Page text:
Yet the distinction is moot. Ted Truman, a former Federal Reserve director and now a senior fellow at the Peterson Institute for International Economics - who favours a standard that would cover both SWFs and PPRFs - rejects the distinction. "The Norwegian fund is not really a pension fund, nor is it tied to future pensions," he says.
Yermo's is a generous approach to regulation that is unlikely to prevail. Philip Whyte, a senior research fellow at the Centre for European Reform, a think tank, says: "People are interested in their motives. If an SWF buys a bank, they want to know whether the motive is commercial or otherwise, for instance geopolitical. The transparency issue adds uncertainty about their motivations - where they intend to invest and how much."
He adds: "No-one worried about Norway because it's relatively transparent - and it isn't Russia."
It has as much to do with who's worrying as what they're worrying about - in other words, less to do with sovereign wealth funds than with protectionist-minded governments.
The UK sees SWFs as generally beneficial, Whyte points out. "France and Germany tend to be suspicious. They instinctively feel nervous about it," he says. It isn't just infrastructure; it's yoghurt, too. PepsiCo's mooted acquisition of Danone would require prior French parliamentary approval. Draft legislation currently before German legislators would restrict overseas investment in German companies considered ‘strategic'. In contrast, Ferrovial's acquisition of BAA, in the UK, generated "no fuss".
Similarly, Associated British Ports went to a consortium led by Borealis, the infrastructure subsidiary of the Ontario Municipal Employees Retirement System (OMERS), with few protests other than a hostile parliamentary sub-committee report. In contrast, a deal that would have given a UAE company control of operations at US ports was scuppered.
"There's a wide and elastic understanding of what's strategic - and it includes casinos," says Whyte. " It's the thin end of the wedge. If the EU isn't careful, it could end up with protectionism."
Regulatory noises have come from the developed world; not so SWF investment. It's almost a geographic irony, given GIC's aggressive international acquisition strategy, that the Kuwaiti SWF has joined with Macquarie and an Indian infrastructure firm to bid for power companies in Singapore.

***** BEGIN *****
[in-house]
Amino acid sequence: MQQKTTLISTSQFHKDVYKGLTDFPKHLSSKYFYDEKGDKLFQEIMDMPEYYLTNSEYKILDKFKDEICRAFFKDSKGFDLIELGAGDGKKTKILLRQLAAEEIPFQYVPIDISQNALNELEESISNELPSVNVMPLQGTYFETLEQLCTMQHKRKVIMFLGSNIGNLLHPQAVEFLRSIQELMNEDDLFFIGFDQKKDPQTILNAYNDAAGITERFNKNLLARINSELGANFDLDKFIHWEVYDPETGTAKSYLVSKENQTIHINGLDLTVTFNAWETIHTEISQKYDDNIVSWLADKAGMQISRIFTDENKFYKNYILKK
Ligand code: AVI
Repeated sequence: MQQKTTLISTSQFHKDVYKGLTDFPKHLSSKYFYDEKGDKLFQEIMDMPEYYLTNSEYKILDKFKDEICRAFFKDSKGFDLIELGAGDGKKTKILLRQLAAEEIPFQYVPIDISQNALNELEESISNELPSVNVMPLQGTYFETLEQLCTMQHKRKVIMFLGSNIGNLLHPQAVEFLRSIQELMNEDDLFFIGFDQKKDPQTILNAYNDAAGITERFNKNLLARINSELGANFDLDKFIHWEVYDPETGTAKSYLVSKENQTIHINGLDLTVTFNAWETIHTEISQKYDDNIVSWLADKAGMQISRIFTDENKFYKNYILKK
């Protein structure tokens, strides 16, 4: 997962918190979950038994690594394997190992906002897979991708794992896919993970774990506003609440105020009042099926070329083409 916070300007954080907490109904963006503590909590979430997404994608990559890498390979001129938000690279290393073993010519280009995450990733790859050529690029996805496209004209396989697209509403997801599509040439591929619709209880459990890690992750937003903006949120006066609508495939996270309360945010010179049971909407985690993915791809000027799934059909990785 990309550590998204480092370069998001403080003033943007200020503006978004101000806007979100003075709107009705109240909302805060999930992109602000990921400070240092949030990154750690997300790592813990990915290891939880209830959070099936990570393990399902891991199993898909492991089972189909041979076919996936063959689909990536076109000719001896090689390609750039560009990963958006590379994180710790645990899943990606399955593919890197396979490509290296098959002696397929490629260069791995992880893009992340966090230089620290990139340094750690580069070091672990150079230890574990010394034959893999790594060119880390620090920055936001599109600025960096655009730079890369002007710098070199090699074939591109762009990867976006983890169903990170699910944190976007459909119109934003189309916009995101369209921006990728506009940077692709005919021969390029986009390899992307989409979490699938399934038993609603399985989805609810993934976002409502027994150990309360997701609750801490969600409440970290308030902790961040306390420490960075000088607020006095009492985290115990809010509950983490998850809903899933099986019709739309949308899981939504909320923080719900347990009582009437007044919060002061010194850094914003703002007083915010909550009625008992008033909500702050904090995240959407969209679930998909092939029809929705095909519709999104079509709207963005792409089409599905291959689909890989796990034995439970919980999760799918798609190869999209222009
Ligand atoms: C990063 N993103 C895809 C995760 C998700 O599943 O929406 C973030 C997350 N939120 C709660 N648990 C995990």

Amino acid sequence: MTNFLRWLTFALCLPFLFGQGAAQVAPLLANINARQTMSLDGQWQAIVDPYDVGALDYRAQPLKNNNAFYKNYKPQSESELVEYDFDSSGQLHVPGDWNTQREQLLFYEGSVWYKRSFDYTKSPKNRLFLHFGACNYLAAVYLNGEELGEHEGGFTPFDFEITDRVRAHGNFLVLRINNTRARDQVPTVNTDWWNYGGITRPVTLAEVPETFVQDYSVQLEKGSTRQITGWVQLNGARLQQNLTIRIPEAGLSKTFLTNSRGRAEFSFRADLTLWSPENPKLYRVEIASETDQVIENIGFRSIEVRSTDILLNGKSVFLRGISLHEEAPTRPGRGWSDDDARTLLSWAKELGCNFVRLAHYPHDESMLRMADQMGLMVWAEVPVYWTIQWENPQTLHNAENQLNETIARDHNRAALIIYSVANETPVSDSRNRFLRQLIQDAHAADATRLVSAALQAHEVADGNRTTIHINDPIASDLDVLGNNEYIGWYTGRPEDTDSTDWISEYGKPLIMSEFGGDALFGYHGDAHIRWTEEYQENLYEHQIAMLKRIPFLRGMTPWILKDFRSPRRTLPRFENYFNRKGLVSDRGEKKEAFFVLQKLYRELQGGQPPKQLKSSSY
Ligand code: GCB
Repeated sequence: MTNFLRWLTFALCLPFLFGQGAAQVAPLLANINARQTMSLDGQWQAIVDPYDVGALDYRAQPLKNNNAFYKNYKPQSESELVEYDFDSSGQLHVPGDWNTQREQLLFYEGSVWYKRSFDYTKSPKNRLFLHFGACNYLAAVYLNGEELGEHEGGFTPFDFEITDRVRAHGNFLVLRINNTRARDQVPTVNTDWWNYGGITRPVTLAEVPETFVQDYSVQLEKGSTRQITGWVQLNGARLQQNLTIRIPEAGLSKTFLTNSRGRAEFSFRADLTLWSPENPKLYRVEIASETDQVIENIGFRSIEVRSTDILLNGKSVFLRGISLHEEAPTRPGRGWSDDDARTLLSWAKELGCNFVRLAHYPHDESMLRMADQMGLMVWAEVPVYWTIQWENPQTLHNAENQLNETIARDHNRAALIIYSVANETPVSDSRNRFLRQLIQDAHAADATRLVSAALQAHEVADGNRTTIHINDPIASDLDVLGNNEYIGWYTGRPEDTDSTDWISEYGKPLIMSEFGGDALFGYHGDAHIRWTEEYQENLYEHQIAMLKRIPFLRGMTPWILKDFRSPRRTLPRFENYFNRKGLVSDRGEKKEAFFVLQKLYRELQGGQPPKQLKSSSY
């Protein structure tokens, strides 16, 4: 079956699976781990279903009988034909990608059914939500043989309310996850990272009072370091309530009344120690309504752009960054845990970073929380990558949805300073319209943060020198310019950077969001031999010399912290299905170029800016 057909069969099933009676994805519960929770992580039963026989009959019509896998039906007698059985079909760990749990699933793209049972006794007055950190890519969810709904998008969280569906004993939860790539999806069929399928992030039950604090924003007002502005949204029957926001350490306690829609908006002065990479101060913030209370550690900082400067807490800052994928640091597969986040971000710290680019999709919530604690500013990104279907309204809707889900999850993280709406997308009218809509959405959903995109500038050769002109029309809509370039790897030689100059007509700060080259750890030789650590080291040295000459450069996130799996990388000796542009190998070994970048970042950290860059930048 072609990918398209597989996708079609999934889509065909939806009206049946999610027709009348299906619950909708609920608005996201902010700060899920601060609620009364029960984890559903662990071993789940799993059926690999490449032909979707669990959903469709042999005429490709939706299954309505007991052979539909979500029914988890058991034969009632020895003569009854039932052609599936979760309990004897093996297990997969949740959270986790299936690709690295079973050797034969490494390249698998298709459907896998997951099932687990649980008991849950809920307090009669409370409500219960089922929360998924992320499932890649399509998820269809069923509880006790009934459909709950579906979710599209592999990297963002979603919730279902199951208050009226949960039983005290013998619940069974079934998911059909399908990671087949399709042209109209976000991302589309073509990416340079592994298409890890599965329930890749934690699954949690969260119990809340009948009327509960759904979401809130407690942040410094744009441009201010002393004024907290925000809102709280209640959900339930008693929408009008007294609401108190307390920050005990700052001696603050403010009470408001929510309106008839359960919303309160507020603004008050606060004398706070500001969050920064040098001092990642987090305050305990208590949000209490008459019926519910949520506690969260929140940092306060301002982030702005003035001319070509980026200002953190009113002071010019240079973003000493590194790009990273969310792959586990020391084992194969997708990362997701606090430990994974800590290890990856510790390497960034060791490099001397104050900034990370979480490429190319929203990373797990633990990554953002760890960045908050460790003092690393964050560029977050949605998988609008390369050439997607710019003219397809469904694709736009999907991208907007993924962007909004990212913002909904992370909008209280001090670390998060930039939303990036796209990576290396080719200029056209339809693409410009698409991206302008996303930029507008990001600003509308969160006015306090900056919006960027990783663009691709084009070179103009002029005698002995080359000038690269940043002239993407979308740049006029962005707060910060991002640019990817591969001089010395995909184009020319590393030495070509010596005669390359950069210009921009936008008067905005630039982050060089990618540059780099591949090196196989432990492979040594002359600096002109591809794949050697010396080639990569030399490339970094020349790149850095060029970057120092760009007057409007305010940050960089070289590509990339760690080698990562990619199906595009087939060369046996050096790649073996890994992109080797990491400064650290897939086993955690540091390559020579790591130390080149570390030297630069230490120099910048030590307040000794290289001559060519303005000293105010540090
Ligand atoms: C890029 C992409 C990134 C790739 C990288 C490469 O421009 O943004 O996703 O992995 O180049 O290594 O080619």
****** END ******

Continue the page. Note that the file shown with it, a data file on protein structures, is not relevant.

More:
There's nothing new about sovereign wealth funds per se. The first, the Kuwait Investment Authority, was set up in 1953; Abu Dhabi Investment Authority came into existence in the wake of the 1973 OPEC crisis, at around the same time Singapore set up Temasek.
Temasek is the older sibling to GIC, which embodies policy-makers' worst fears about SWFs: it's aggressive, opportunistic, hyper-liquid and coming to take your assets.
"What is new is that that these funds have emerged in recent years as active direct investors - acquiring sizeable international assets in sensitive industries, such as transportation infrastructure…and they are growing at an astounding pace," says Cook-Bennett.
When it isn't mopping up trophy assets, the US$100bn (€63bn) GIC is also enthusiastic about real estate. This year to date, it has acquired The Westin Tokyo, Finland's Iso Omena shopping centre, and Roma Est Shopping Centre in Italy. It has also set up joint ventures to invest in Asian and Australian hospitality, and to develop Russian residential.
Despite international investment barely short of swaggering - it points out proudly that it is one of the world's top 10 real estate investors - even GIC is growing pre-emptively cautious. Although it declined an interview, a spokeswoman points to statements made in December by GIC executive director Tony Tan Keng Yam supporting increased disclosure.
"There is a case for further disclosure on the part of SWFs, in the interest of transparency," he said. Such disclosure can include clarity on the relationship between SWFs and their respective governments, their investment objectives and general strategies, and their internal governance and risk management practices."
In return, GIC wants free markets. "Financial protectionism should be avoided," said Tan.
Likewise the $500-800bn Abu Dhabi SWF denied in March that it would invest to increase political clout. The SWF, which is 5-8% invested in real estate, said its investments - 80% of which are externally managed - were "solely commercial in nature".